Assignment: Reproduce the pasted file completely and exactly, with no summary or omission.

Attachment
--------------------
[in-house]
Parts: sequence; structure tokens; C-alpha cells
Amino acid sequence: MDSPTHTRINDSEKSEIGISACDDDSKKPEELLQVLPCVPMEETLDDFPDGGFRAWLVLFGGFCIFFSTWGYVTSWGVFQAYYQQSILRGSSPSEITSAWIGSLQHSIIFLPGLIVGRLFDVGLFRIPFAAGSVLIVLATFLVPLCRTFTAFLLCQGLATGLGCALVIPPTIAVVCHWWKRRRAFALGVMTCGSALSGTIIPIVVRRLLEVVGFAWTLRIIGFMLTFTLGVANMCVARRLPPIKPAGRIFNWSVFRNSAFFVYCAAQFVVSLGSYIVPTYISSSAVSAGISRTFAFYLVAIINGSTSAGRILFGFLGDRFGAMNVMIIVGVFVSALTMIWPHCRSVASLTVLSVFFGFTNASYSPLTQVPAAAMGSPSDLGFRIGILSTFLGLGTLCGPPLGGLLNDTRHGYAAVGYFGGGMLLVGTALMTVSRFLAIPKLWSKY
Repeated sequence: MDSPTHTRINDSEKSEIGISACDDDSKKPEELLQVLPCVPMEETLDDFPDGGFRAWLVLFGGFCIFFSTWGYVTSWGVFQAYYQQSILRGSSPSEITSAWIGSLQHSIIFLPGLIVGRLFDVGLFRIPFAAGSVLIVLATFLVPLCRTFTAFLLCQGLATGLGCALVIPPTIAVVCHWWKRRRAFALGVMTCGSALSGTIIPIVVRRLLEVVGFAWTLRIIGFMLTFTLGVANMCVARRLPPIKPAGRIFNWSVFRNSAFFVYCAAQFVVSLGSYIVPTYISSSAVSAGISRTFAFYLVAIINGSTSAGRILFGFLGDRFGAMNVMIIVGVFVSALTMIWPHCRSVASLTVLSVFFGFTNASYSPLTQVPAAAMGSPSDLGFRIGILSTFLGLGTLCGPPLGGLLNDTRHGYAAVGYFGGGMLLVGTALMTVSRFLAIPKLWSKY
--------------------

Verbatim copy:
[in-house]
Parts: sequence; structure tokens; C-alpha cells
Amino acid sequence: MDSPTHTRINDSEKSEIGISACDDDSKKPEELLQVLPCVPMEETLDDFPDGGFRAWLVLFGGFCIFFSTWGYVTSWGVFQAYYQQSILRGSSPSEITSAWIGSLQHSIIFLPGLIVGRLFDVGLFRIPFAAGSVLIVLATFLVPLCRTFTAFLLCQGLATGLGCALVIPPTIAVVCHWWKRRRAFALGVMTCGSALSGTIIPIVVRRLLEVVGFAWTLRIIGFMLTFTLGVANMCVARRLPPIKPAGRIFNWSVFRNSAFFVYCAAQFVVSLGSYIVPTYISSSAVSAGISRTFAFYLVAIINGSTSAGRILFGFLGDRFGAMNVMIIVGVFVSALTMIWPHCRSVASLTVLSVFFGFTNASYSPLTQVPAAAMGSPSDLGFRIGILSTFLGLGTLCGPPLGGLLNDTRHGYAAVGYFGGGMLLVGTALMTVSRFLAIPKLWSKY
Repeated sequence: MDSPTHTRINDSEKSEIGISACDDDSKKPEELLQVLPCVPMEETLDDFPDGGFRAWLVLFGGFCIFFSTWGYVTSWGVFQAYYQQSILRGSSPSEITSAWIGSLQHSIIFLPGLIVGRLFDVGLFRIPFAAGSVLIVLATFLVPLCRTFTAFLLCQGLATGLGCALVIPPTIAVVCHWWKRRRAFALGVMTCGSALSGTIIPIVVRRLLEVVGFAWTLRIIGFMLTFTLGVANMCVARRLPPIKPAGRIFNWSVFRNSAFFVYCAAQFVVSLGSYIVPTYISSSAVSAGISRTFAFYLVAIINGSTSAGRILFGFLGDRFGAMNVMIIVGVFVSALTMIWPHCRSVASLTVLSVFFGFTNASYSPLTQVPAAAMGSPSDLGFRIGILSTFLGLGTLCGPPLGGLLNDTRHGYAAVGYFGGGMLLVGTALMTVSRFLAIPKLWSKY